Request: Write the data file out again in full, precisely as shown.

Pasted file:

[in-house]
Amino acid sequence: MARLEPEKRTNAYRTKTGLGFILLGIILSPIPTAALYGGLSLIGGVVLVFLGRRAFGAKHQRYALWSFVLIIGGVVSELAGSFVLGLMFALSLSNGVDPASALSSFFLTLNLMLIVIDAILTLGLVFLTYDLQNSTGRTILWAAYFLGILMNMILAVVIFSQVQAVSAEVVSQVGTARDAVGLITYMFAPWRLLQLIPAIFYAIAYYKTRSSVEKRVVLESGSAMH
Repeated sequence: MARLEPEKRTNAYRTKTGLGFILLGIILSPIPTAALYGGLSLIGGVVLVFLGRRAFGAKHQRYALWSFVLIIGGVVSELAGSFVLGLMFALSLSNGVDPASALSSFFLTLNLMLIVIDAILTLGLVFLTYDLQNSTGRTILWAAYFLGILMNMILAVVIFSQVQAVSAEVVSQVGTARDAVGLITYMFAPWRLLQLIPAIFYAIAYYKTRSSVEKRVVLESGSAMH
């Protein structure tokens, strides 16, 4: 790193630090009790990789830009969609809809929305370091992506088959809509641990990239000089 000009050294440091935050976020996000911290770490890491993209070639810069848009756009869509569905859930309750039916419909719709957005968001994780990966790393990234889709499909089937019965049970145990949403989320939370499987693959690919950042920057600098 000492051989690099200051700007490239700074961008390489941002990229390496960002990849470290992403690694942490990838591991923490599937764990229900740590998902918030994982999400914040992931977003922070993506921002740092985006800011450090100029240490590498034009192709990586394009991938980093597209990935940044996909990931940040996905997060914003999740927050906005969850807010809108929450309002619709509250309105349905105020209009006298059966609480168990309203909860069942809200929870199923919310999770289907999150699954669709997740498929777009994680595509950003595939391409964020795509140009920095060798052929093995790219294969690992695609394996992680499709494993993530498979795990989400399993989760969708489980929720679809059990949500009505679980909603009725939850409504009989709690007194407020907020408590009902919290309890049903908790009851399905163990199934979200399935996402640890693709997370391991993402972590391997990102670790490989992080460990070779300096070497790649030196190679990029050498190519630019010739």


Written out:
[in-house]
Amino acid sequence: MARLEPEKRTNAYRTKTGLGFILLGIILSPIPTAALYGGLSLIGGVVLVFLGRRAFGAKHQRYALWSFVLIIGGVVSELAGSFVLGLMFALSLSNGVDPASALSSFFLTLNLMLIVIDAILTLGLVFLTYDLQNSTGRTILWAAYFLGILMNMILAVVIFSQVQAVSAEVVSQVGTARDAVGLITYMFAPWRLLQLIPAIFYAIAYYKTRSSVEKRVVLESGSAMH
Repeated sequence: MARLEPEKRTNAYRTKTGLGFILLGIILSPIPTAALYGGLSLIGGVVLVFLGRRAFGAKHQRYALWSFVLIIGGVVSELAGSFVLGLMFALSLSNGVDPASALSSFFLTLNLMLIVIDAILTLGLVFLTYDLQNSTGRTILWAAYFLGILMNMILAVVIFSQVQAVSAEVVSQVGTARDAVGLITYMFAPWRLLQLIPAIFYAIAYYKTRSSVEKRVVLESGSAMH
């Protein structure tokens, strides 16, 4: 790193630090009790990789830009969609809809929305370091992506088959809509641990990239000089 000009050294440091935050976020996000911290770490890491993209070639810069848009756009869509569905859930309750039916419909719709957005968001994780990966790393990234889709499909089937019965049970145990949403989320939370499987693959690919950042920057600098 000492051989690099200051700007490239700074961008390489941002990229390496960002990849470290992403690694942490990838591991923490599937764990229900740590998902918030994982999400914040992931977003922070993506921002740092985006800011450090100029240490590498034009192709990586394009991938980093597209990935940044996909990931940040996905997060914003999740927050906005969850807010809108929450309002619709509250309105349905105020209009006298059966609480168990309203909860069942809200929870199923919310999770289907999150699954669709997740498929777009994680595509950003595939391409964020795509140009920095060798052929093995790219294969690992695609394996992680499709494993993530498979795990989400399993989760969708489980929720679809059990949500009505679980909603009725939850409504009989709690007194407020907020408590009902919290309890049903908790009851399905163990199934979200399935996402640890693709997370391991993402972590391997990102670790490989992080460990070779300096070497790649030196190679990029050498190519630019010739």